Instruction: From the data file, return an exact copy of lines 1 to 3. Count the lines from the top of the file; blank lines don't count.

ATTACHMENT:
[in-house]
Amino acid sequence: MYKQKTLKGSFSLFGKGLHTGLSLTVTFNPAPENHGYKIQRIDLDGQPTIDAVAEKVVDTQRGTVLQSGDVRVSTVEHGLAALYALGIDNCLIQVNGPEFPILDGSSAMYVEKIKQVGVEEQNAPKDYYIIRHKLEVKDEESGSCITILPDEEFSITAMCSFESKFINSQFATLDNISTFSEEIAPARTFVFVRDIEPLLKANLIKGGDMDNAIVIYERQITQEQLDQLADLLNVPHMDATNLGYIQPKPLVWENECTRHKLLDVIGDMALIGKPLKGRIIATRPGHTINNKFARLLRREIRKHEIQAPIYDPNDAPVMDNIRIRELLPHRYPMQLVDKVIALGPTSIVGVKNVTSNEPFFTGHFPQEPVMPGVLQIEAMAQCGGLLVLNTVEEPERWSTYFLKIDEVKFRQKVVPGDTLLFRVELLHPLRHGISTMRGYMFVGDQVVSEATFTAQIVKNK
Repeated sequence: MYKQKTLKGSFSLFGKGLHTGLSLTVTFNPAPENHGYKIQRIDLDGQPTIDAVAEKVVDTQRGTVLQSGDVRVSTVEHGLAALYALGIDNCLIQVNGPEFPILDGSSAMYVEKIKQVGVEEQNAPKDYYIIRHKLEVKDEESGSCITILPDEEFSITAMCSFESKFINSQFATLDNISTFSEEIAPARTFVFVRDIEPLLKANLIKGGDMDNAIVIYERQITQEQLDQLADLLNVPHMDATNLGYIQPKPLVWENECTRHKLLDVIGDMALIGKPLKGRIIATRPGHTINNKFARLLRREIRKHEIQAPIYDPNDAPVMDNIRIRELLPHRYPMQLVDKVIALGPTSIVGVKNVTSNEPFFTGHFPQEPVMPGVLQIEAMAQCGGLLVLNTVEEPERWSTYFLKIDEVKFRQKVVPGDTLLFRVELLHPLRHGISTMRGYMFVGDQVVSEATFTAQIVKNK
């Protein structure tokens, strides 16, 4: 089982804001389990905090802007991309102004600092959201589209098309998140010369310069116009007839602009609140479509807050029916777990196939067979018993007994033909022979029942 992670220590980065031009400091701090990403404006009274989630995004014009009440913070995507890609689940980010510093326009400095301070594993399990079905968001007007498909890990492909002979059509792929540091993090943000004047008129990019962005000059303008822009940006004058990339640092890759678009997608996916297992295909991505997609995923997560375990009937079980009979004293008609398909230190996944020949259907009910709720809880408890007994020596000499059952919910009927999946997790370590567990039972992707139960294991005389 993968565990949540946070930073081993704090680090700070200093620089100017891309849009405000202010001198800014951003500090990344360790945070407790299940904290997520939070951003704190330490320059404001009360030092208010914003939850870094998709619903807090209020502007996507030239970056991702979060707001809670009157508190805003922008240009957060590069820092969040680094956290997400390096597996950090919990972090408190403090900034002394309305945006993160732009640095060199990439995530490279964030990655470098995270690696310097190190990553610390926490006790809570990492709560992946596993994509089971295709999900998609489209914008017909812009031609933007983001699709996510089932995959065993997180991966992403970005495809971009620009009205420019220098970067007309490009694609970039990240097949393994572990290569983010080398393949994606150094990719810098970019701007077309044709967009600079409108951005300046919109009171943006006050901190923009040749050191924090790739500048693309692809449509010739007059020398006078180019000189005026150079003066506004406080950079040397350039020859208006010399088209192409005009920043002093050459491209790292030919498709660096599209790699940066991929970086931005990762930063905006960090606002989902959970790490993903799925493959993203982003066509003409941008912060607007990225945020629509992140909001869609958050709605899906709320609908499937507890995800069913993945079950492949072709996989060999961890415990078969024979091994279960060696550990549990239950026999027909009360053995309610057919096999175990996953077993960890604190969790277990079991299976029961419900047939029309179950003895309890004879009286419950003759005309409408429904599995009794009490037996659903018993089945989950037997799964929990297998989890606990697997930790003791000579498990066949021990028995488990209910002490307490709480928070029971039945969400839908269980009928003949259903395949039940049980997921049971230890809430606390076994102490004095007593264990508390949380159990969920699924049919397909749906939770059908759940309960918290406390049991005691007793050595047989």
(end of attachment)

[in-house]
Amino acid sequence: MYKQKTLKGSFSLFGKGLHTGLSLTVTFNPAPENHGYKIQRIDLDGQPTIDAVAEKVVDTQRGTVLQSGDVRVSTVEHGLAALYALGIDNCLIQVNGPEFPILDGSSAMYVEKIKQVGVEEQNAPKDYYIIRHKLEVKDEESGSCITILPDEEFSITAMCSFESKFINSQFATLDNISTFSEEIAPARTFVFVRDIEPLLKANLIKGGDMDNAIVIYERQITQEQLDQLADLLNVPHMDATNLGYIQPKPLVWENECTRHKLLDVIGDMALIGKPLKGRIIATRPGHTINNKFARLLRREIRKHEIQAPIYDPNDAPVMDNIRIRELLPHRYPMQLVDKVIALGPTSIVGVKNVTSNEPFFTGHFPQEPVMPGVLQIEAMAQCGGLLVLNTVEEPERWSTYFLKIDEVKFRQKVVPGDTLLFRVELLHPLRHGISTMRGYMFVGDQVVSEATFTAQIVKNK
Repeated sequence: MYKQKTLKGSFSLFGKGLHTGLSLTVTFNPAPENHGYKIQRIDLDGQPTIDAVAEKVVDTQRGTVLQSGDVRVSTVEHGLAALYALGIDNCLIQVNGPEFPILDGSSAMYVEKIKQVGVEEQNAPKDYYIIRHKLEVKDEESGSCITILPDEEFSITAMCSFESKFINSQFATLDNISTFSEEIAPARTFVFVRDIEPLLKANLIKGGDMDNAIVIYERQITQEQLDQLADLLNVPHMDATNLGYIQPKPLVWENECTRHKLLDVIGDMALIGKPLKGRIIATRPGHTINNKFARLLRREIRKHEIQAPIYDPNDAPVMDNIRIRELLPHRYPMQLVDKVIALGPTSIVGVKNVTSNEPFFTGHFPQEPVMPGVLQIEAMAQCGGLLVLNTVEEPERWSTYFLKIDEVKFRQKVVPGDTLLFRVELLHPLRHGISTMRGYMFVGDQVVSEATFTAQIVKNK